There are no codes of practice for raising rabbit for meat in Canada.
It’s popping up in pastas, sausages, even dumplings in restaurants across town. Rabbit meat is being hyped as the new gourmet white meat of choice – and planet-friendly, too.
Treehugger.com, the New Yorker, Vogue and homesteader magazines have talked up its sustainability. And a recent Lancaster University study suggests rabbit’s low carbon footprint could trim 30 kilos of Co2 bloat from a meat eater’s diet, prompting the UK’s Daily Mail to exclaim “Help save the world… ditch lamb for rabbit!”
But a new Mercy for Animals (MFA) campaign says there’s nothing ethical about the way rabbits are raised for meat in Canada, with less animal welfare protection than all the other meat on your plate.
“The cages are so tiny, in fact, that rabbits can’t even extend their ears when sitting upright,” says MFA's petition on Change.org.
Rabbit meat has never been an easy sell in North America, the way it is in Italy, Spain or North Korea (true story). Blame it on the Easter Bunny – and all of us who grew up with rabbits as pets.
Still, about 670,000 rabbits were slaughtered for meat in Canada – much of that in Ontario – in 2015, up 13 per cent from the previous year. Rabbit meat is now turning up on more Toronto menus.
But unlike other farm animals, Canada hasn't had any codes of practice – not even voluntary ones – when it comes to raising rabbits for meat.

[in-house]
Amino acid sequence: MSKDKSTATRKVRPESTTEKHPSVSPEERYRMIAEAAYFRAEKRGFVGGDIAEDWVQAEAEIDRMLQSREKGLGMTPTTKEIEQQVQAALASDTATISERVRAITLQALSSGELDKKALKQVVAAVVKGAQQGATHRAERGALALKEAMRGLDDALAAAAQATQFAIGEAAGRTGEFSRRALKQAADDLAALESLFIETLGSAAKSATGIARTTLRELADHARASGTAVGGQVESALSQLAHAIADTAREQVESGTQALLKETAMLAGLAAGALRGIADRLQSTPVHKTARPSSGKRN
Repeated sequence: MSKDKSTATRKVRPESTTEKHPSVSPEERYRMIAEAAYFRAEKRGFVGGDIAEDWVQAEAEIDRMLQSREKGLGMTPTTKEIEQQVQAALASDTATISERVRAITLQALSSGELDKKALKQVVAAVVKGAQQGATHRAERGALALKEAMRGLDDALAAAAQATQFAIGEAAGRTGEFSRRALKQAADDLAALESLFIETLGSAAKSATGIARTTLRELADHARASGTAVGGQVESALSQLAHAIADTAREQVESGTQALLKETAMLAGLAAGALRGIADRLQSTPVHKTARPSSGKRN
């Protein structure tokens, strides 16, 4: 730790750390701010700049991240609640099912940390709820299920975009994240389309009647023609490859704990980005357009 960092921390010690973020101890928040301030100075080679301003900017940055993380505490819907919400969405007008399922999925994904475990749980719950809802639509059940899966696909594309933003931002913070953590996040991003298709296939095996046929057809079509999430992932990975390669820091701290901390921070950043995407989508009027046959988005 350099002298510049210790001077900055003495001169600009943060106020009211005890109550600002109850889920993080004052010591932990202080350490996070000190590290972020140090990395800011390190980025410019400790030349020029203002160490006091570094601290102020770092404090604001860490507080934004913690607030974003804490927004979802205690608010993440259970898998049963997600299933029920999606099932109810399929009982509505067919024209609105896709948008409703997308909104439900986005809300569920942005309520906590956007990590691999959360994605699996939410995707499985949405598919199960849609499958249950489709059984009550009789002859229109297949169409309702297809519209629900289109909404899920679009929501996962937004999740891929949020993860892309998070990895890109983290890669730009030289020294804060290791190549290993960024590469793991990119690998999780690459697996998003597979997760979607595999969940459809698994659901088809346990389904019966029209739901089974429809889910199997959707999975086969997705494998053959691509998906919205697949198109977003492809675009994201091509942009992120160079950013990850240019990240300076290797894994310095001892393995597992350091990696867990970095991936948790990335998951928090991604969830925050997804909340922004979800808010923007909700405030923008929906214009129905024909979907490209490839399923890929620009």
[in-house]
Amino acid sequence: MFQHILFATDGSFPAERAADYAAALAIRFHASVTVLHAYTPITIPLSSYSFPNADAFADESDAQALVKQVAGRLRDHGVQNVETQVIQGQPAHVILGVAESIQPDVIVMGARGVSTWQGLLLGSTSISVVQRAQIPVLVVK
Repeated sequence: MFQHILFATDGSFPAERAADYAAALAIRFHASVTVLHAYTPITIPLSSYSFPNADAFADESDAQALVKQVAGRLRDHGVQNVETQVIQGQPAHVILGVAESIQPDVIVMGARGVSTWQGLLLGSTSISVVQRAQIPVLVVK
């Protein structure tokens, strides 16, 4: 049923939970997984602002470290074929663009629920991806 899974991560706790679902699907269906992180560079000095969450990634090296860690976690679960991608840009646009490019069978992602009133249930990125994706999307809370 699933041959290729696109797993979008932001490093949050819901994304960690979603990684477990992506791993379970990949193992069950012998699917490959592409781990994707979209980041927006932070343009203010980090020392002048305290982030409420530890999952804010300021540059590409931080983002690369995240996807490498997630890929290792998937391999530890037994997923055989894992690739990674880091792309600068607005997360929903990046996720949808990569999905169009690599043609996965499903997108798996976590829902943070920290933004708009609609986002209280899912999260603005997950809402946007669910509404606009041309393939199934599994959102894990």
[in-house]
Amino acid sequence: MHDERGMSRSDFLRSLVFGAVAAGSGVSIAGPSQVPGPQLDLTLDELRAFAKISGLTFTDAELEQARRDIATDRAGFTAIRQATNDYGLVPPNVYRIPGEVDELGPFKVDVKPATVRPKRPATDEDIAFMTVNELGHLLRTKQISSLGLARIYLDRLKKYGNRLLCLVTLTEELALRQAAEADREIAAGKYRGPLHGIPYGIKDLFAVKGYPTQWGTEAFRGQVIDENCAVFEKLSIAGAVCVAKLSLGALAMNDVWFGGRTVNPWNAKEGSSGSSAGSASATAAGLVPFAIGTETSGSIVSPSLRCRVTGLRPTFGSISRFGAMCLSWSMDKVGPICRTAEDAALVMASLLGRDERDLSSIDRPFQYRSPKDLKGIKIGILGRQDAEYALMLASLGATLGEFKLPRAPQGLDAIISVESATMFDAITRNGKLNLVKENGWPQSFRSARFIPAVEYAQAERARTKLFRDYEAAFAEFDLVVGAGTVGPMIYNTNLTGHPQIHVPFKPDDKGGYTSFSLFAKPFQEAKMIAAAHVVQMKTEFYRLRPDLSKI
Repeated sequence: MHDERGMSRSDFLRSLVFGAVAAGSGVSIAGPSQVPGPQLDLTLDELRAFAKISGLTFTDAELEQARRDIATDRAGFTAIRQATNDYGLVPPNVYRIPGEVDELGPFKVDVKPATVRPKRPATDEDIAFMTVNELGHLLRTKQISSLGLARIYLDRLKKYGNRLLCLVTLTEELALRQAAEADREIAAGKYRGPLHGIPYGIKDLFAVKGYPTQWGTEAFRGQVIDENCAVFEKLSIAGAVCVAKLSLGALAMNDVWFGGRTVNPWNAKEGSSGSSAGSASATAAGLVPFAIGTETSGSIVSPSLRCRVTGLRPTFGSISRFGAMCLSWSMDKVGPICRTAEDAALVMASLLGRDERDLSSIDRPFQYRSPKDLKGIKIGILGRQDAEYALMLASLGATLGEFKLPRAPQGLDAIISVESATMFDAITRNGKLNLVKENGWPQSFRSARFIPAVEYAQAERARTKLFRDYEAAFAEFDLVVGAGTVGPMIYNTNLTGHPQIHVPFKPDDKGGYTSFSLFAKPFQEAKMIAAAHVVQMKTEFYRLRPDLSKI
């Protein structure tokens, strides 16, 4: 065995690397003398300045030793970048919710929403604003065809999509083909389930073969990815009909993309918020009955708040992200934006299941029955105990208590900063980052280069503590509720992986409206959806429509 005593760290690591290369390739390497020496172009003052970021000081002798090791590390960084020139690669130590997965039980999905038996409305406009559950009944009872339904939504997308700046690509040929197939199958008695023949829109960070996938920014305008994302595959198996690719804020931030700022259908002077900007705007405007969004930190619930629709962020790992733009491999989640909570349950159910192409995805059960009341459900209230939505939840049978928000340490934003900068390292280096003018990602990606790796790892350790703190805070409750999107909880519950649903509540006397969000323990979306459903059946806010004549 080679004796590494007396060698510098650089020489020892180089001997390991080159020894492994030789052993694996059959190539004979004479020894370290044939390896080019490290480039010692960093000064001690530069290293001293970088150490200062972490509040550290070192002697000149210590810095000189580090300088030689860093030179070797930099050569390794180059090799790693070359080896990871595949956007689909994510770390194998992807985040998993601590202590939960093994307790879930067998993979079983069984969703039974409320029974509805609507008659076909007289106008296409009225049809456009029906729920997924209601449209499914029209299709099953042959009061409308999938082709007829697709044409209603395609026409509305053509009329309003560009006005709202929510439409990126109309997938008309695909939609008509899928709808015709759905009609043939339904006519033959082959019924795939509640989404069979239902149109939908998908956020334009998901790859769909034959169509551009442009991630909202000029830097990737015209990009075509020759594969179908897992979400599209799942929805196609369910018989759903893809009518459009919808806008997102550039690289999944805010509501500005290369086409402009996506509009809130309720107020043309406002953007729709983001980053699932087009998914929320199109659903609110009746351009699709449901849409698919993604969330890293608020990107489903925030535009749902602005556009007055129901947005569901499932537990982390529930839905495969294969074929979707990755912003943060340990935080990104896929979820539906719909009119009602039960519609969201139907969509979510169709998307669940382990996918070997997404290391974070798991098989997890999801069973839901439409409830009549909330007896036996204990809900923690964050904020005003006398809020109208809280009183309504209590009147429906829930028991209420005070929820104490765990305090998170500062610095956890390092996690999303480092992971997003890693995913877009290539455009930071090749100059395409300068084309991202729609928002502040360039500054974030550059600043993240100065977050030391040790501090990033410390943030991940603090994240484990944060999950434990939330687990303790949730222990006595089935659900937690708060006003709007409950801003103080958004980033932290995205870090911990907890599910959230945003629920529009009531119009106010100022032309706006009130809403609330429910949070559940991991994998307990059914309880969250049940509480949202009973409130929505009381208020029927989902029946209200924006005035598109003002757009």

The National Farm Animal Care Council (NFACC) started developing a code in 2015 and recently released draft recommendations for public comment on minimum space requirements, managing sick or injured rabbits and transport to slaughter. NFACC recommends any new cages be a minimum 45 centimetres high and up to half a square metre for a mature buck, large enough, the group says, to allow rabbits room to lie down, groom, turn around and sit upright.
NFACC’s Jackie Wepruk contends “the draft code already addresses many of Mercy for Animal’s concerns.” But while the the worst cages used to house rabbits by the industry are supposed to be phased out by 2018, most won’t be out of use completely until 2037, roughly when conventional battery cages are supposed to be gone from egg farming operations.
MFA VP Matt Rice isn’t comforted by what he’s seen so far. Like other NFACC codes, the guidelines will be voluntary in Ontario. Furthermore, the code doesn’t mandate a system of enforcement or third-party animal welfare auditing, like with organic farming operations.
Says Rice, “For these standards to mean anything, they must be requirements that carry appropriate penalties for non-compliance.”
MFA wants NFACC to require that rabbits be housed in cages with platforms and nesting materials (which NFACC promises to deliver to 85 per cent of laying chickens within 15 years), as well as options for rabbits to engage in more natural behaviour (including basics like hopping).
Haviva Lush, executive director of Rabbit Rescue Incorporated, a southern Ontario-based charity, has seen what happens without any protections in place for rabbits. She's rescued meat rabbits that were missing limbs, covered in abscesses "with pretty much every disease a rabbit could get."
“Reality is,” says Lush, “rabbits suffer more than most animals, not only due to no codes of practice, but because they do not need to be rendered unconscious before they are strung up for slaughter.”
As for rabbit’s growing rep as new planet-saving “ethical meat,” Lush isn’t buying it. She advises going vegetarian, or better yet vegan if you’re serious about saving the planet.